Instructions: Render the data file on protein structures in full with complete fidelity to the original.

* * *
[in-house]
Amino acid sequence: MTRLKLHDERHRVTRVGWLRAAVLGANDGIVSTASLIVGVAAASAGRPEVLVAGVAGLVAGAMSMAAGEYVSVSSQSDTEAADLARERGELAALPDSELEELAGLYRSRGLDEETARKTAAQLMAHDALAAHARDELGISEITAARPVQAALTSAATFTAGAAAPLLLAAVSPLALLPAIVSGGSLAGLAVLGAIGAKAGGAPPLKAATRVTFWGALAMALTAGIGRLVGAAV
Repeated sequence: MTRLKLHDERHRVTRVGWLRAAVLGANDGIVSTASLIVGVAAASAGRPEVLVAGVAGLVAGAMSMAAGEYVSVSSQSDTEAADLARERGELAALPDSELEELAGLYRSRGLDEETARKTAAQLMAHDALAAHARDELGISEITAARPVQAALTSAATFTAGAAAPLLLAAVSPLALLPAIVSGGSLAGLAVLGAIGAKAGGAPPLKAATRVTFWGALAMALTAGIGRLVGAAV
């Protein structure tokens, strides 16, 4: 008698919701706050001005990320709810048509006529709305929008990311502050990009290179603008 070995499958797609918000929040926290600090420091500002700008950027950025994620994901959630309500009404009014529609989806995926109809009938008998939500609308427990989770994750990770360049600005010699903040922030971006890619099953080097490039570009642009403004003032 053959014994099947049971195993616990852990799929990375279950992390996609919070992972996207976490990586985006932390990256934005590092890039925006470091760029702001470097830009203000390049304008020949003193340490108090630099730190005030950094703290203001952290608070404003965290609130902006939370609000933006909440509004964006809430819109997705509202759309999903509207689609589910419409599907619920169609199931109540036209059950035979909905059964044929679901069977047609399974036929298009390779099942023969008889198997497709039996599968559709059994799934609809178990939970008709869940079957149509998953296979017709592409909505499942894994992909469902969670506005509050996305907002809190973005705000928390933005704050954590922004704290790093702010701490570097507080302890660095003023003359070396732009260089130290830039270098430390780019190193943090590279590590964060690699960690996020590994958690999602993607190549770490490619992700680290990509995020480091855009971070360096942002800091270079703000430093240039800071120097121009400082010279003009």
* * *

[in-house]
Amino acid sequence: MTRLKLHDERHRVTRVGWLRAAVLGANDGIVSTASLIVGVAAASAGRPEVLVAGVAGLVAGAMSMAAGEYVSVSSQSDTEAADLARERGELAALPDSELEELAGLYRSRGLDEETARKTAAQLMAHDALAAHARDELGISEITAARPVQAALTSAATFTAGAAAPLLLAAVSPLALLPAIVSGGSLAGLAVLGAIGAKAGGAPPLKAATRVTFWGALAMALTAGIGRLVGAAV
Repeated sequence: MTRLKLHDERHRVTRVGWLRAAVLGANDGIVSTASLIVGVAAASAGRPEVLVAGVAGLVAGAMSMAAGEYVSVSSQSDTEAADLARERGELAALPDSELEELAGLYRSRGLDEETARKTAAQLMAHDALAAHARDELGISEITAARPVQAALTSAATFTAGAAAPLLLAAVSPLALLPAIVSGGSLAGLAVLGAIGAKAGGAPPLKAATRVTFWGALAMALTAGIGRLVGAAV
């Protein structure tokens, strides 16, 4: 008698919701706050001005990320709810048509006529709305929008990311502050990009290179603008 070995499958797609918000929040926290600090420091500002700008950027950025994620994901959630309500009404009014529609989806995926109809009938008998939500609308427990989770994750990770360049600005010699903040922030971006890619099953080097490039570009642009403004003032 053959014994099947049971195993616990852990799929990375279950992390996609919070992972996207976490990586985006932390990256934005590092890039925006470091760029702001470097830009203000390049304008020949003193340490108090630099730190005030950094703290203001952290608070404003965290609130902006939370609000933006909440509004964006809430819109997705509202759309999903509207689609589910419409599907619920169609199931109540036209059950035979909905059964044929679901069977047609399974036929298009390779099942023969008889198997497709039996599968559709059994799934609809178990939970008709869940079957149509998953296979017709592409909505499942894994992909469902969670506005509050996305907002809190973005705000928390933005704050954590922004704290790093702010701490570097507080302890660095003023003359070396732009260089130290830039270098430390780019190193943090590279590590964060690699960690996020590994958690999602993607190549770490490619992700680290990509995020480091855009971070360096942002800091270079703000430093240039800071120097121009400082010279003009």